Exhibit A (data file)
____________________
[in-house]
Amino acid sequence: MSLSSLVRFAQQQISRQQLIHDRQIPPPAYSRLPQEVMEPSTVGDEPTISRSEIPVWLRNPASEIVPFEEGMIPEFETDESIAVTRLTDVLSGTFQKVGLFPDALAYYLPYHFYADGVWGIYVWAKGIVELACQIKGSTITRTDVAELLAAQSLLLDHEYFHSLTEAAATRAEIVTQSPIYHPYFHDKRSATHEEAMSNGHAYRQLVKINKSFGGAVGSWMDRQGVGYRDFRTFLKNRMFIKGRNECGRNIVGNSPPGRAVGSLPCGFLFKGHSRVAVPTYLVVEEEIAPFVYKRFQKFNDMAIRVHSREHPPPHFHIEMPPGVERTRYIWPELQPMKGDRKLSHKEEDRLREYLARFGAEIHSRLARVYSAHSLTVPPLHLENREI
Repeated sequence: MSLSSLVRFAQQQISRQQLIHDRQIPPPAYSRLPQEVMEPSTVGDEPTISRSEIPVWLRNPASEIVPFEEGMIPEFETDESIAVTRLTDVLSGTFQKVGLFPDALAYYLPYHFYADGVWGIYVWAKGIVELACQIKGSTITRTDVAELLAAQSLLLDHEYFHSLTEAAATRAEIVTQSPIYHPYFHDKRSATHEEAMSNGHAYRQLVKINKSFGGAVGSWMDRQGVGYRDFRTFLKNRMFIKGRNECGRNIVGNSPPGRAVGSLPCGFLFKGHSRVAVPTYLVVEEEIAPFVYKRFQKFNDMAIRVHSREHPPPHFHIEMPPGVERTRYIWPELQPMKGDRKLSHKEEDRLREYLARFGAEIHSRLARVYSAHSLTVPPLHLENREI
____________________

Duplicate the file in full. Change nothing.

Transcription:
[in-house]
Amino acid sequence: MSLSSLVRFAQQQISRQQLIHDRQIPPPAYSRLPQEVMEPSTVGDEPTISRSEIPVWLRNPASEIVPFEEGMIPEFETDESIAVTRLTDVLSGTFQKVGLFPDALAYYLPYHFYADGVWGIYVWAKGIVELACQIKGSTITRTDVAELLAAQSLLLDHEYFHSLTEAAATRAEIVTQSPIYHPYFHDKRSATHEEAMSNGHAYRQLVKINKSFGGAVGSWMDRQGVGYRDFRTFLKNRMFIKGRNECGRNIVGNSPPGRAVGSLPCGFLFKGHSRVAVPTYLVVEEEIAPFVYKRFQKFNDMAIRVHSREHPPPHFHIEMPPGVERTRYIWPELQPMKGDRKLSHKEEDRLREYLARFGAEIHSRLARVYSAHSLTVPPLHLENREI
Repeated sequence: MSLSSLVRFAQQQISRQQLIHDRQIPPPAYSRLPQEVMEPSTVGDEPTISRSEIPVWLRNPASEIVPFEEGMIPEFETDESIAVTRLTDVLSGTFQKVGLFPDALAYYLPYHFYADGVWGIYVWAKGIVELACQIKGSTITRTDVAELLAAQSLLLDHEYFHSLTEAAATRAEIVTQSPIYHPYFHDKRSATHEEAMSNGHAYRQLVKINKSFGGAVGSWMDRQGVGYRDFRTFLKNRMFIKGRNECGRNIVGNSPPGRAVGSLPCGFLFKGHSRVAVPTYLVVEEEIAPFVYKRFQKFNDMAIRVHSREHPPPHFHIEMPPGVERTRYIWPELQPMKGDRKLSHKEEDRLREYLARFGAEIHSRLARVYSAHSLTVPPLHLENREI